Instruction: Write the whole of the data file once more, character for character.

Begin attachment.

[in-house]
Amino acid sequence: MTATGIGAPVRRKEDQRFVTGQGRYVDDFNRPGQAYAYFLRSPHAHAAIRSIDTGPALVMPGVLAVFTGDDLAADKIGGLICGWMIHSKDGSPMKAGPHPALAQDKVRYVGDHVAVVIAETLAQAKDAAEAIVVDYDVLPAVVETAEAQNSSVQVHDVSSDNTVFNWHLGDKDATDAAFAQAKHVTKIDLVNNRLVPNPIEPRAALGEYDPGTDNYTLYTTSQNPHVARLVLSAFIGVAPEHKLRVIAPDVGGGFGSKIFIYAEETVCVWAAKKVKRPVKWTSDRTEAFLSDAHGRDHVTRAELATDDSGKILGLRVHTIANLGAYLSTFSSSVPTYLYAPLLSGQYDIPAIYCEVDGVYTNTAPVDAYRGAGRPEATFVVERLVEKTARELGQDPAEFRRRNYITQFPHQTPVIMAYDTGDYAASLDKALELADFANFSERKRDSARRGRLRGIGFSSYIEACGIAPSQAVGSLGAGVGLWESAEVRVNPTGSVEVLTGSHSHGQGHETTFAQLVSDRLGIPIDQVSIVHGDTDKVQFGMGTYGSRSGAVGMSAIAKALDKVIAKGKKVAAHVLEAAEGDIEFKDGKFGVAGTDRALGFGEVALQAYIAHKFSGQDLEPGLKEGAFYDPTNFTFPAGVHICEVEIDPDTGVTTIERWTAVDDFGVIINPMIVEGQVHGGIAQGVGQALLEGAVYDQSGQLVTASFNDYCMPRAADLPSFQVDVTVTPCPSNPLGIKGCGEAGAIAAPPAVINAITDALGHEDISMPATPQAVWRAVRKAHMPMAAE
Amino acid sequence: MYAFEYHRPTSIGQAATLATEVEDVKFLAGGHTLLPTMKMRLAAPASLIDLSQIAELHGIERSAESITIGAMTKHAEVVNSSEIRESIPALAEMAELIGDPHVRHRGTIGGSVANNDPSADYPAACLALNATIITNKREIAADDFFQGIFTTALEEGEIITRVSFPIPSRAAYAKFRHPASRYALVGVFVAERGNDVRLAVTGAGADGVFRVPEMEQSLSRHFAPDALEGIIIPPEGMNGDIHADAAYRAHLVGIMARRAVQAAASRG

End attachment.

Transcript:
[in-house]
Amino acid sequence: MTATGIGAPVRRKEDQRFVTGQGRYVDDFNRPGQAYAYFLRSPHAHAAIRSIDTGPALVMPGVLAVFTGDDLAADKIGGLICGWMIHSKDGSPMKAGPHPALAQDKVRYVGDHVAVVIAETLAQAKDAAEAIVVDYDVLPAVVETAEAQNSSVQVHDVSSDNTVFNWHLGDKDATDAAFAQAKHVTKIDLVNNRLVPNPIEPRAALGEYDPGTDNYTLYTTSQNPHVARLVLSAFIGVAPEHKLRVIAPDVGGGFGSKIFIYAEETVCVWAAKKVKRPVKWTSDRTEAFLSDAHGRDHVTRAELATDDSGKILGLRVHTIANLGAYLSTFSSSVPTYLYAPLLSGQYDIPAIYCEVDGVYTNTAPVDAYRGAGRPEATFVVERLVEKTARELGQDPAEFRRRNYITQFPHQTPVIMAYDTGDYAASLDKALELADFANFSERKRDSARRGRLRGIGFSSYIEACGIAPSQAVGSLGAGVGLWESAEVRVNPTGSVEVLTGSHSHGQGHETTFAQLVSDRLGIPIDQVSIVHGDTDKVQFGMGTYGSRSGAVGMSAIAKALDKVIAKGKKVAAHVLEAAEGDIEFKDGKFGVAGTDRALGFGEVALQAYIAHKFSGQDLEPGLKEGAFYDPTNFTFPAGVHICEVEIDPDTGVTTIERWTAVDDFGVIINPMIVEGQVHGGIAQGVGQALLEGAVYDQSGQLVTASFNDYCMPRAADLPSFQVDVTVTPCPSNPLGIKGCGEAGAIAAPPAVINAITDALGHEDISMPATPQAVWRAVRKAHMPMAAE
Amino acid sequence: MYAFEYHRPTSIGQAATLATEVEDVKFLAGGHTLLPTMKMRLAAPASLIDLSQIAELHGIERSAESITIGAMTKHAEVVNSSEIRESIPALAEMAELIGDPHVRHRGTIGGSVANNDPSADYPAACLALNATIITNKREIAADDFFQGIFTTALEEGEIITRVSFPIPSRAAYAKFRHPASRYALVGVFVAERGNDVRLAVTGAGADGVFRVPEMEQSLSRHFAPDALEGIIIPPEGMNGDIHADAAYRAHLVGIMARRAVQAAASRG